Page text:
A “dangerous condition” is defined as “a condition of property that creates a substantial ․ risk of injury when such property or adjacent property is used with due care in a manner in which it is reasonably foreseeable that it will be used.”  (§ 830.)   The existence of a dangerous condition is usually a question of fact, but may be resolved as a question of law if reasonable minds can come to but one conclusion.  (§ 830.2;  Peterson v. San Francisco Community College Dist. (1984) 36 Cal.3d 799, 810, 205 Cal.Rptr. 842, 685 P.2d 1193;  Mittenhuber v. City of Redondo Beach (1983) 142 Cal.App.3d 1, 5, 190 Cal.Rptr. 694.) 5

 A public entity does not create a dangerous condition on its property “merely because of the failure to provide regulatory traffic control signals,  stop signs, yield right-of-way signs, or speed restriction signs․”  (§ 830.4.) If, on the other hand, the government installs traffic signals and invites the public to justifiably rely on them, liability will attach if the signals malfunction, confusing or misleading motorists, and causing an accident to occur.   The reasoning behind this rule is that the government creates a dangerous condition and a trap when it operates traffic signals that, for example, direct motorists to “go” in all four directions of an intersection simultaneously, with predictable results.  (Bady v. Detwiler (1954) 127 Cal.App.2d 321, 325, 273 P.2d 941;  Hoel v. City of Los Angeles (1955) 136 Cal.App.2d 295, 299, 288 P.2d 989;  Goodman v. Raposa (1957) 151 Cal.App.2d 830, 832, 834–835, 312 P.2d 65.   See also Mathews v. State of California ex rel. Dept. of Transportation (1978) 82 Cal.App.3d 116, 145 Cal.Rptr. 443 [malfunctioning traffic lights stuck on green and red].)

 If the government turns off traffic signals entirely to avoid confusion, liability does not attach.  “When the [traffic] lights were turned off, their defective condition could no longer mislead or misdirect the injured party.”  (Goodman v. Raposa, supra, at p. 835, 312 P.2d 65;  Hoel v. City of Los Angeles, supra, 136 Cal.App.2d at p. 306, 288 P.2d 989.)   The same result obtains whether the traffic signals are extinguished by design or by accident.

 The City elected to install traffic signals at the intersection in question here.   However, when the signals were extinguished during the power outage, the City did not invite the public to rely on the signals as a means of controlling the right-of-way at the intersection.   The signals did not give a false indication to “go.”   Rather, they gave no indication at all, and did not mislead or misdirect motorists.

Under the circumstances, motorists approaching the intersection were bound not by the City's inoperative light, but by the provisions of the Vehicle Code, which effectively transform an inoperative signal light into a stop sign.  (Veh.Code, § 21800.) 6  Once the signals failed, the City could reasonably foresee that motorists using due care would obey the provisions of the Vehicle Code and make a full stop before proceeding when it was safe to do so.   The City cannot be charged with foreseeing that a motorist will recklessly disobey traffic laws and speed through an intersection without  heed to its inoperative traffic lights any more than it can be charged with foreseeing that irresponsible drivers will race at 100 miles per hour down a highway or drive the wrong way down a one-way street, in violation of the traffic laws.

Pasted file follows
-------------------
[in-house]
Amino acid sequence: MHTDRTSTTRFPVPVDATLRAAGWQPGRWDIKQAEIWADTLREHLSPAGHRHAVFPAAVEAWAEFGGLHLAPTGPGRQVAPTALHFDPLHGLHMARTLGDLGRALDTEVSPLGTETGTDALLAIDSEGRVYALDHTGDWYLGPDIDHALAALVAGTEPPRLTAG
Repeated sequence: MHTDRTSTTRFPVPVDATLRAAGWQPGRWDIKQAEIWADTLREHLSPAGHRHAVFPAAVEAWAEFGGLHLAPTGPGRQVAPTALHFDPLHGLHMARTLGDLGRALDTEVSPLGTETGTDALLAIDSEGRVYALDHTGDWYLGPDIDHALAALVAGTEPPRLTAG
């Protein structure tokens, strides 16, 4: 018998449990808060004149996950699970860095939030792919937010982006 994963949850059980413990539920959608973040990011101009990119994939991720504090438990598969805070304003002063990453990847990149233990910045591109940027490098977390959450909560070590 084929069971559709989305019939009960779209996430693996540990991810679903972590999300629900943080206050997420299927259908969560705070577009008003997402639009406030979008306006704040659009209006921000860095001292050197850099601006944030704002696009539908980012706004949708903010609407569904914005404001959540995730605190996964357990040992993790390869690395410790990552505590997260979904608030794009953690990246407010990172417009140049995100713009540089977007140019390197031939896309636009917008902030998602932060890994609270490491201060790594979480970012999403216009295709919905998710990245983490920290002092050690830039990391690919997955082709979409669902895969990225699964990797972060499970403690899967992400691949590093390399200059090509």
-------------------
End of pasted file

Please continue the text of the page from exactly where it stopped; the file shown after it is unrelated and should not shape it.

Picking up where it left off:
The duty contemplated by the trial court in this case creates an impossible situation for the public entity.   One need only imagine a lengthy county-wide power outage caused by an earthquake or terrorist sabotage, for example, to realize that the government cannot conceivably provide the type of public protection the trial court sought to impose.7  At some point, citizens must take responsibility for their conduct when there is an obvious roadway hazard such as a widespread power outage in an urban area.   The government cannot provide round-the-clock staffing to respond to every eventuality, particularly when the need to take precautions is self-evident and the law is clear on how motorists must behave under the circumstances.8  This is undoubtedly why the DOT manual leaves the determination of how to respond to the discretion and judgment of its repair personnel, and does not make any particular action mandatory.

 As one court has observed, any property can be dangerous if used in a sufficiently improper manner.   For this reason, a public entity is only required to provide roads that are safe for reasonably foreseeable careful use.  (Fuller v. State of California (1975) 51 Cal.App.3d 926, 940, 125 Cal.Rptr. 586.)  “If [ ] it can be shown that the property is safe when used with due care and that a risk of harm is created only when foreseeable users fail to exercise due care, then such property is not ‘dangerous' within the meaning of section 830, subdivision (a).”  (Swaner v. City of Santa Monica (1984) 150 Cal.App.3d 789, 799, 198 Cal.Rptr. 208.)   The extinguished traffic lights created a four-way stop at the intersection of Washington and Western.   A four-way stop is not an inherently dangerous condition when used with due care by the general public.   The only risk of harm was from a motorist who failed to exercise due care by obeying the de facto stop signs.   The City is not liable for that conduct.

2. Existence of a Concealed Trap